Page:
Judge Approves $335 Million Settlement Between BNY Mellon, Pension Funds Over Alleged Foreign Currency Fraud


A New York judge on Thursday approved a $335 million settlement, originally reached in March, between BNY Mellon and a number of the bank’s clients.

The settlement is the result of a class action lawsuit, led by several pension funds, filed against the bank for allegedly overcharging clients on foreign exchange deals.

More on the settlement from Bloomberg:

U.S. District Judge Lewis Kaplan Thursday allowed the settlement to go forward, paving the way for 1,200 clients to receive payments from the bank within 30 days. BNY Mellon agreed to the settlement as part of a larger $714 million resolution with the U.S., New York state, regulators and clients. Kaplan’s decision resolves investors’ class-action claims against the bank.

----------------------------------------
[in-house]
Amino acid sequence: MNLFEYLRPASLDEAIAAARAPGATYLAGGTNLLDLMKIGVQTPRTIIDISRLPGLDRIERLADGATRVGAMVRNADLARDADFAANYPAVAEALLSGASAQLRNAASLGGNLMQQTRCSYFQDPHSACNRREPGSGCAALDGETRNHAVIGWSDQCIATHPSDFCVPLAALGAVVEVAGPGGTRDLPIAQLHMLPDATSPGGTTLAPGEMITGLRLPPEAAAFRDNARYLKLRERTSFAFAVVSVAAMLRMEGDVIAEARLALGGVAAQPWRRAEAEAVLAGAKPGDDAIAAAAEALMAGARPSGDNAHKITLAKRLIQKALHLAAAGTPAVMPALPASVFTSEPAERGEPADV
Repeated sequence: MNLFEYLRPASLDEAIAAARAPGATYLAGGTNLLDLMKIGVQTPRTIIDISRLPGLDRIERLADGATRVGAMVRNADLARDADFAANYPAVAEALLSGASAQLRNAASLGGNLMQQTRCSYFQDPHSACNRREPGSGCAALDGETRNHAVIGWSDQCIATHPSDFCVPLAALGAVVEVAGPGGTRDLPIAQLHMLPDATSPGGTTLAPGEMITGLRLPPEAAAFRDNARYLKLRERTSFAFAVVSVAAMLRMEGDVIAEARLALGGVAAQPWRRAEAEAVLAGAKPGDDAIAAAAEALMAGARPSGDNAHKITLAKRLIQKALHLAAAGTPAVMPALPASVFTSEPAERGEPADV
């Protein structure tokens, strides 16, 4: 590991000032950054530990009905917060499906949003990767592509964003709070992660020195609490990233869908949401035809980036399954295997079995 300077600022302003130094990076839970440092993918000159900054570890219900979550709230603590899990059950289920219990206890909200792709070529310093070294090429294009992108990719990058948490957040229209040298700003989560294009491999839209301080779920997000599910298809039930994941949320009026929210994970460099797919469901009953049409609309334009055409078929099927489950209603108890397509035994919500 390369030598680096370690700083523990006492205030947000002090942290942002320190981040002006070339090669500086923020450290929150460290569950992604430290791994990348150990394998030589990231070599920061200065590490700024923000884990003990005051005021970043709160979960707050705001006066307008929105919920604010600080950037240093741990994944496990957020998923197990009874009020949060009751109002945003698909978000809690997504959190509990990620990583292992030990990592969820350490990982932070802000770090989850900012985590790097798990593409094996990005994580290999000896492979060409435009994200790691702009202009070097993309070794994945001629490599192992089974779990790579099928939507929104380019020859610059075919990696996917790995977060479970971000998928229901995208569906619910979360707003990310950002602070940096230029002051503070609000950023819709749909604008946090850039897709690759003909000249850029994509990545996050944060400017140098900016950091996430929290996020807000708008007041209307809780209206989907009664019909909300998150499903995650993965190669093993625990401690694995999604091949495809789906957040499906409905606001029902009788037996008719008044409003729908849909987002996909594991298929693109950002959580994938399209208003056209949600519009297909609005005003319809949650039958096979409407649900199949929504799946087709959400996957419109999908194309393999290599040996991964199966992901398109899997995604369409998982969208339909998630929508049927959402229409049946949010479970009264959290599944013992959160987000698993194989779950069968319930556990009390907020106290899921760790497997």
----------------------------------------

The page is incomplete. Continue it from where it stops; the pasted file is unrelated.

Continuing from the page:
BNY Mellon promised investors the best rates on foreign-exchange deals, then overcharged them and pocketed the difference, according to the lawsuit. New York Attorney General Eric Schneiderman claimed the bank made $2 billion over 10 years. BNY Mellon agreed to fire executives involved in the alleged fraud, as part of its settlement with the U.S. and New York.

The suits followed investigations by states into whistle-blower claims of fraud.

“This is great news for the class,” Elizabeth Cabraser, a lawyer for the investors, told Kaplan after he approved the settlement.

Several pension funds, including the Ohio Police & Fire Pension Fund and the School Employees Retirement System of Ohio, were among the lead plaintiffs and stand to recover a few million from the settlement.


Photo by Sarath Kuchi via Flickr CC License

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